At the center of this absorbing dual biography lies the legendary conflict at Little Round Top -- "the single most important struggle" of the Civil War. Little Round Top decided the Battle of Gettysburg, opened the door to Northern victory, and brought together the disparate lives of two important Americans: Joshua Chamberlain, an academic from Maine who proved to be a brilliant military strategist, and William Oates, an Alabama maverick who fought heroically throughout the war. Both were self-educated men whose military success propelled them to the governorship of their respective states.By drawing on a vast mine of documents, Mark Perry brings these men vividly to life, and affords a fascinating look at nearly seventy years of American history. As a compelling portrait of two fabled men and an evocative account of the most crucial period in our nation's past, "Conceived in Liberty shows how history should be written" (Joseph Persico, author of My Enemy, My Brother).
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The popularity of Michael Shaara's wonderful Civil War novel The Killer Angels left many readers hungry for more information about its real-life protagonist, Joshua Chamberlain, who bravely led the 20th Maine in holding the Union's extreme left flank at Little Round Top on the second day of Gettysburg. This dual biography introduces a new figure, nearly as compelling: William Oates, the man who commanded the Alabama troops opposing Chamberlain's bluecoats. Their parallel lives, captured on these pages, reveal the country's 19th-century sectionalism and allow Perry to write a chronicle of the Civil War and its aftermath through the prism of two engaging personalities.
Chamberlain's story is fairly well known. He was a Bowdoin College professor who left his post to serve in the army, fought well, and went on to a successful postwar political career as the governor of Maine. Oates, like Chamberlain, was the son of a farmer who got caught up in his nation's defining conflict, and then helped it inch along to recovery years later as a pragmatic governor and member of Congress. Perry refuses to canonize either--Chamberlain was an overbearing husband and Oates stuffed ballot boxes--yet his treatment of these two admirable but flawed men provides a refreshing new way to read about the Civil War. --John J. MillerFrom Kirkus Reviews:
Focusing on two Civil War heroes who commanded opposing regiments at Gettysburg, this dual biography forges an expansive, dramatic, highly readable history of the generation that came of age during that fateful conflict. Perry, who writes about history and military and foreign affairs (A Fire in Zion: How the Israelis and the Palestinians Made Peace, 1994, etc.), chooses his subjects well. Chamberlain, a devout and introspective Maine college professor, and Oates, a brawling Alabama roustabout, waged the battle for Little Round Top--``the single most important struggle of the single most important battle of America's most important and bloodiest war.'' Despite obvious differences in character, remarkable similarities mark the separate paths that crossed briefly at Gettysburg. Both were self-made men forced by family hardship to provide their own educations; both rode their war records to political office, serving as governors of their respective states; both failed to achieve their highest political ambitions--to serve in the US Senate. The experience of Oates, especially, illustrates the fluctuating fortunes of each side during the long conflict. He fought in nearly every prominent battle of the eastern campaign, from the highs of Stonewall Jackson's stunning Shenandoah Valley victories to the fateful Gettysburg defeat, where his failure to capture Little Round Top is posited as the war's turning point. Perry examines deeply the prevailing trends that shaped the politics of Oates and Chamberlain before the war (a survey that describes the rise of charismatic religion, the beginning of abolitionism, the antebellum movements for women's rights and temperance) and the politics of Reconstruction, which both men helped shape after it. Just when historical sideroads and blow-by-blow battle depictions threaten to swamp readers, Perry veers back to Oates and Chamberlain, the twin Everymen of his satisfying, wide-lens perspective on history. (16 b&w photos not seen) (History Book Club main selection; author tour) -- Copyright ©1997, Kirkus Associates, LP. All rights reserved.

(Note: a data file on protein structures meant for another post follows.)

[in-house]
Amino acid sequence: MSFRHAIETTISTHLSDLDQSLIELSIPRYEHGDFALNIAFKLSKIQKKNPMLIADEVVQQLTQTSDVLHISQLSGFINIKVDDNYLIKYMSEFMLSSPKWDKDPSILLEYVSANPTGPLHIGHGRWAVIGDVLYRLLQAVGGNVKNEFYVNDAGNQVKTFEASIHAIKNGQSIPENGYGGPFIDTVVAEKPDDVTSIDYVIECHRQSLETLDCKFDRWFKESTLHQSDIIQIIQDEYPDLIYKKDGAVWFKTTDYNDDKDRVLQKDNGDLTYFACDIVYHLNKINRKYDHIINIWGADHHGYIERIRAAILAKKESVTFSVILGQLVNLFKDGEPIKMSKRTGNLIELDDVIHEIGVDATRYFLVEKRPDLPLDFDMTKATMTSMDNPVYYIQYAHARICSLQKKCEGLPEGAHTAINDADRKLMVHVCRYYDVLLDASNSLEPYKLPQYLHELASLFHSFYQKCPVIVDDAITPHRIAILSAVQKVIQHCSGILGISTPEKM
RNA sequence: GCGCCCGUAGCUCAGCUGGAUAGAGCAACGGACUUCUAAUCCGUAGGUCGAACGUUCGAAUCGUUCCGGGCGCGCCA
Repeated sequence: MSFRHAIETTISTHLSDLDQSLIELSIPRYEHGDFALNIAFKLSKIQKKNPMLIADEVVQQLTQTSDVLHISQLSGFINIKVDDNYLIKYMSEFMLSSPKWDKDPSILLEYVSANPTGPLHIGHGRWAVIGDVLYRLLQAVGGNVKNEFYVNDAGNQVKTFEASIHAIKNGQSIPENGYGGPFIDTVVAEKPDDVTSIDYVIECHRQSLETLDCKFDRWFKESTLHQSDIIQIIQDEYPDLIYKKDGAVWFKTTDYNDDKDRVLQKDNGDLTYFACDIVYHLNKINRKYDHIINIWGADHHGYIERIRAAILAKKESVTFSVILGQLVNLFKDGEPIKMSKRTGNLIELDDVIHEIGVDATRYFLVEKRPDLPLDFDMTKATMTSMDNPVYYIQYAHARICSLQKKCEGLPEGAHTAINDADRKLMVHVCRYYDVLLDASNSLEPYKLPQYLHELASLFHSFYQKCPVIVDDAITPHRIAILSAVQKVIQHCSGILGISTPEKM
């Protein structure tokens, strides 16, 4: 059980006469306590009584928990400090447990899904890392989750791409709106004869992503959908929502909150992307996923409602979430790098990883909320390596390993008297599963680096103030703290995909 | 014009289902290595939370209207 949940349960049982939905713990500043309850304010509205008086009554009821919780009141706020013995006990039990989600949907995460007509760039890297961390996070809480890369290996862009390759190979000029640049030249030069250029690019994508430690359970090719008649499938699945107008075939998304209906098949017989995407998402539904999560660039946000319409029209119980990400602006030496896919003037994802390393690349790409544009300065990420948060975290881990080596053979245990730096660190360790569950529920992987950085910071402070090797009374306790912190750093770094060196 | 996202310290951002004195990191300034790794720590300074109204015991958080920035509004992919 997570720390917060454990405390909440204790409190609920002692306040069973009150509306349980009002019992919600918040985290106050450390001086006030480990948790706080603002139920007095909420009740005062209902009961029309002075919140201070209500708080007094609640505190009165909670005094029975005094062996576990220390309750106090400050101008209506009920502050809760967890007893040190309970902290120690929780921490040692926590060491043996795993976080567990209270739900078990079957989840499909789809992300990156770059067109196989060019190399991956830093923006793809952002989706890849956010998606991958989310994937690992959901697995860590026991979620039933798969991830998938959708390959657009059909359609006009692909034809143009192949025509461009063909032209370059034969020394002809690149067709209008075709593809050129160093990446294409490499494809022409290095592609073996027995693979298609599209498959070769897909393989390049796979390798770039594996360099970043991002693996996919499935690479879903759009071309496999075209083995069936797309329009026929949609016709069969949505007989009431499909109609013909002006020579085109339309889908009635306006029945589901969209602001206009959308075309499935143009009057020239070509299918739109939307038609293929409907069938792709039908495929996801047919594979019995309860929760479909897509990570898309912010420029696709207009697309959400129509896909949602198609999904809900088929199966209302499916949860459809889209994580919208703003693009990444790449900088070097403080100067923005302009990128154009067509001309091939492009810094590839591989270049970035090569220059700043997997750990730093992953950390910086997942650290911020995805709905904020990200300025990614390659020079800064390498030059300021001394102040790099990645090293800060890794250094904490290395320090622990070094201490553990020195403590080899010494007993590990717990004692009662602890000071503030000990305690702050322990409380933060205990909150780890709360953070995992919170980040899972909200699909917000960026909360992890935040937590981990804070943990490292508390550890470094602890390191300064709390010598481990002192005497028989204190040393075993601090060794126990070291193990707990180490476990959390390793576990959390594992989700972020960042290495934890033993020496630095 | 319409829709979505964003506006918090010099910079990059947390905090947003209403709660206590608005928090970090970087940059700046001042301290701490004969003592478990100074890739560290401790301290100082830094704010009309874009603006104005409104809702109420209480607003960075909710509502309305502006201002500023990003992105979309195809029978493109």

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Book Description Penguin USA, E Rutherford, New Jersey, U.S.A., 1999. Soft cover. Book Condition: New. No Jacket. 5.5x8.25. Soft Cover. As New. First Paper. 5x7.75. "Joshua Chamberlin, William Oates, and the American Civil War." A look at the parralel lives of the two commanders that faced each other at the battle of Little Round Top. Both played a role in Reconstruction. ".casts an illuminating eye on both the war and its aftermath." Published @ $15.95. Bookseller Inventory # 015422
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